Eczema is a lesion of the superficial layers of the
skin of a neuro-allergic nature. This disease occurs under the influence of a
variety of external and internal causes in people whose body is distinguished
by a special congenital or acquired hypersensitivity. Therefore, eczema is
considered as an individual skin reaction to a variety of irritations. Eczema
can occur at any age, anywhere on the skin.
Various forms of eczema are quite common. According to statistics, about 15 – 20% of the total number of patients suffering from skin diseases are patients with eczema. This inflammatory skin disease can be caused by many different reasons. Most importantly, it is non-infectious and therefore non-contagious. Usually, acute and chronic forms of this disease are distinguished, although intermediate stages or so-called subacute forms of the course, as well as the transition of the disease from one stage to another, are possible.
How skin changes with eczema
Eczema on the feet
Inflammation of the skin leads to damage to skin cells. At the same time, the body’s defense system is mobilized, i.e. there is the formation of special protective cells, which are quickly transported to the “scene”. In acute inflammation, the surface of the skin is a very multifaceted picture: redness, swelling, vesicles and nodules, up to weeping and crusting. Chronic inflammation is characterized by thickening of the skin, the formation of scales and fissures, and a coarsening of the skin pattern ( lichenization ).
Of the subjective symptoms, itching, burning, a feeling of tension and even pain are in the first place. If we examine the affected area of the skin under a microscope, then at various stages of the disease, tissue changes typical of eczema can be seen. These include focal accumulations of water between skin cells, thickening of individual cell layers and irregular, most often excessive keratinization of the uppermost layer of the skin. In addition, inflammatory cells are also found, located in the lower layers of the skin. Increased peeling leads to excessive roughness of the skin with the loss of its natural functions. In the affected areas, the acid mantle, which is so important for our skin, cannot be formed sufficiently, as a result of which there is an increased release of fluid and fats, which leads to a feeling of dryness and the formation of cracks. In addition, due to the destruction of the natural protective film, it is easier for bacteria to penetrate the skin and fungi.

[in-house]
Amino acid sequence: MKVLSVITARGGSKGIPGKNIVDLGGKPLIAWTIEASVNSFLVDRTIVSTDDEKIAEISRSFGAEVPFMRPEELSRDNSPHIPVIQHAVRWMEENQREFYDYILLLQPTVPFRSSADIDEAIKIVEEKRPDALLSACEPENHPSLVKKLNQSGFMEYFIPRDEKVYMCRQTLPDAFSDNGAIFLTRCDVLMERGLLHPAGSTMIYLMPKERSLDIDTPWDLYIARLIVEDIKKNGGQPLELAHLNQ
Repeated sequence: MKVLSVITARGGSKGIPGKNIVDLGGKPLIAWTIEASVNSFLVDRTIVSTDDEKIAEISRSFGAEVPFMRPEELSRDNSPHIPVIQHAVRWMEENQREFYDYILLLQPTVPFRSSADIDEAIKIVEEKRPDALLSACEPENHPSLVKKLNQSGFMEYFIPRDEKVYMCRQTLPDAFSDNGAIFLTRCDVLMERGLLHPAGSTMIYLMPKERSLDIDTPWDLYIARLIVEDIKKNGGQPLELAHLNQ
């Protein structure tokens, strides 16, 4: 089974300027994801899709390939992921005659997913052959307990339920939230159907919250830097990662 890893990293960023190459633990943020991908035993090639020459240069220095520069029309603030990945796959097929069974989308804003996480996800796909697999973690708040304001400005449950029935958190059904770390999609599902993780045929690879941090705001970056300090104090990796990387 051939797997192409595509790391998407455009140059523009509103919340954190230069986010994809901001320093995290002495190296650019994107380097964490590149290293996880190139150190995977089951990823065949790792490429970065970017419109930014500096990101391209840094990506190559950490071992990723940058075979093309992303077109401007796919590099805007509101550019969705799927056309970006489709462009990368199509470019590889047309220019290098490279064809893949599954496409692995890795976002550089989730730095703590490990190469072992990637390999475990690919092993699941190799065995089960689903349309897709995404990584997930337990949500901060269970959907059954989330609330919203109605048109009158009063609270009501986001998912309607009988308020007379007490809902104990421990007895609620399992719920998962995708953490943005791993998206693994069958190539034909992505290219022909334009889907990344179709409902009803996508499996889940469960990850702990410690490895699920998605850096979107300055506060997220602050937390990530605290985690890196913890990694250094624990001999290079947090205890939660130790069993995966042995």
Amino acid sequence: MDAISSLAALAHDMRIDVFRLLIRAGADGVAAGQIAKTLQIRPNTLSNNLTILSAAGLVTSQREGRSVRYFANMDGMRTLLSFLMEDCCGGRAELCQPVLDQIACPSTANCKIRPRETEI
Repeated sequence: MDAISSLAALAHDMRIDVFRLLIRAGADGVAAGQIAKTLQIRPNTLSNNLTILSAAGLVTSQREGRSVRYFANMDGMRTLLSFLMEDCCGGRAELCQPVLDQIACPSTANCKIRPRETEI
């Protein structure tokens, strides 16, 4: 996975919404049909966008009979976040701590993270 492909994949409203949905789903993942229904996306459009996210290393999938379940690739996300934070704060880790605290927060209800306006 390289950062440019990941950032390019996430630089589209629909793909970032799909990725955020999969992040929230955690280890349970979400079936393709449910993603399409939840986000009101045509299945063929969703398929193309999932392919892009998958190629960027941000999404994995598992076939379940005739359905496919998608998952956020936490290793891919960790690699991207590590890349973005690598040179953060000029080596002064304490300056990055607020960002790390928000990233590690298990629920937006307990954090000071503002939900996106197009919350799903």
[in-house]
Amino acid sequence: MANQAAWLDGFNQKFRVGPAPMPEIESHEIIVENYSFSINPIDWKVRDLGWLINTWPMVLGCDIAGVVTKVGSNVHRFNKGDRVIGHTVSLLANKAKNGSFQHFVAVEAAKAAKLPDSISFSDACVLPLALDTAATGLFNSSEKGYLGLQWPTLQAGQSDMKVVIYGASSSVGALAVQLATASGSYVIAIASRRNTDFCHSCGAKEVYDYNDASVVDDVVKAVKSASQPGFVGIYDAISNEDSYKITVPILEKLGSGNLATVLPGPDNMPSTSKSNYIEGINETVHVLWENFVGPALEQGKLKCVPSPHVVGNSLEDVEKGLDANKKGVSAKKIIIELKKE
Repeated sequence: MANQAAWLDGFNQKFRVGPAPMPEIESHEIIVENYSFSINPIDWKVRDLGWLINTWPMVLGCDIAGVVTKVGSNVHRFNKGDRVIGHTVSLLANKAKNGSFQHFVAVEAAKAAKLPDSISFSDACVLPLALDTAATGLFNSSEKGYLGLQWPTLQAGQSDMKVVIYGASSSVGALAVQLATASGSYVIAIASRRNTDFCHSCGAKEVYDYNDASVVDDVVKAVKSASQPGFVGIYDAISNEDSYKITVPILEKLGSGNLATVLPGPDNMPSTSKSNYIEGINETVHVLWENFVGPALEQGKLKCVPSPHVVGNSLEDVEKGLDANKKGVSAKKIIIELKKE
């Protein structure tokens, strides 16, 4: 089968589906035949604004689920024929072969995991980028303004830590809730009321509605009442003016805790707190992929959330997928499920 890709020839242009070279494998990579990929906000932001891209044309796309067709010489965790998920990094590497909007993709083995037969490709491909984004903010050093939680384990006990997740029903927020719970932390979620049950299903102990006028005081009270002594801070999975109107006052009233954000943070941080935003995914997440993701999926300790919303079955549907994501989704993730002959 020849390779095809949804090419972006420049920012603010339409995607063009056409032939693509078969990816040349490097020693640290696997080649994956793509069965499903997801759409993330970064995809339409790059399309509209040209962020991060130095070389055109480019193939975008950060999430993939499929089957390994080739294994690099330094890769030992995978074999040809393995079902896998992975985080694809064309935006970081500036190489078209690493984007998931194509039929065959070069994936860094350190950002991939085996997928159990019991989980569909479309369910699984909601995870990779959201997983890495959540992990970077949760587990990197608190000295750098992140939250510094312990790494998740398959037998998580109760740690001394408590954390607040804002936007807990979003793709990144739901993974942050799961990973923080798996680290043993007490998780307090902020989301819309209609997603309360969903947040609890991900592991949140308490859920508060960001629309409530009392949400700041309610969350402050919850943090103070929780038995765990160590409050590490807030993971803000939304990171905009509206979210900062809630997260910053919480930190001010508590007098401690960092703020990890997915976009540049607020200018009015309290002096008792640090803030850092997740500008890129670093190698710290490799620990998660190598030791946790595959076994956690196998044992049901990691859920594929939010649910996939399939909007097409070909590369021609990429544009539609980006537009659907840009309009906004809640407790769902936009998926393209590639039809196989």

What factors contribute to the appearance of eczema
Due to the wide variety of forms of eczema, it is impossible to isolate
any common causative factors that cause this disease. However, certain habits
are known to be very harmful to our skin and contribute to the development of
skin diseases and especially eczema.
Vital for the skin, and thus for our entire body, the protective film (acidic mantle of the skin) is usually very sensitive. This is evidenced by at least the fact that even 15-20 minutes of being in the shower or in the bath is quite enough to significantly destroy the normal liquid-fatty film of our skin only due to contact with water. If, for example, soap is additionally used to wash the skin, then a shorter exposure will suffice. After that, to restore the protective acid mantle of the skin, depending on the type of skin, it takes from 30 minutes to many hours. All this would not look so dramatic if such an impact were one-time. Added to this are other factors that damage the acid mantle of the skin, such as strong ultraviolet radiation or too tight clothing, as well as too frequent showers or baths with too hot water, the skin becomes even more susceptible to diseases.
With congestive eczema that develops against the background of a chronic
venous disease, it is necessary to treat not only skin manifestations, but,
above all, the underlying disease. Diseases of the veins are best treated in
the early stages, when further progression of the disease can be halted by
targeted preventive measures such as wearing elastic stockings, exercising the veins,
using herbal remedies for the veins, and the like.
A risk factor for patients with sun allergy is, for example, strong solar radiation. As already mentioned, the skin must be largely “hardened” by gradual adaptation to the sun and sufficiently protected from the action of ultraviolet rays.
Particular problems arise if a hereditary predisposition to various skin diseases is added to the daily harmful effects. In this regard, at home and at work, you should always try to avoid any contact with harmful substances, carefully care for the skin and protect it.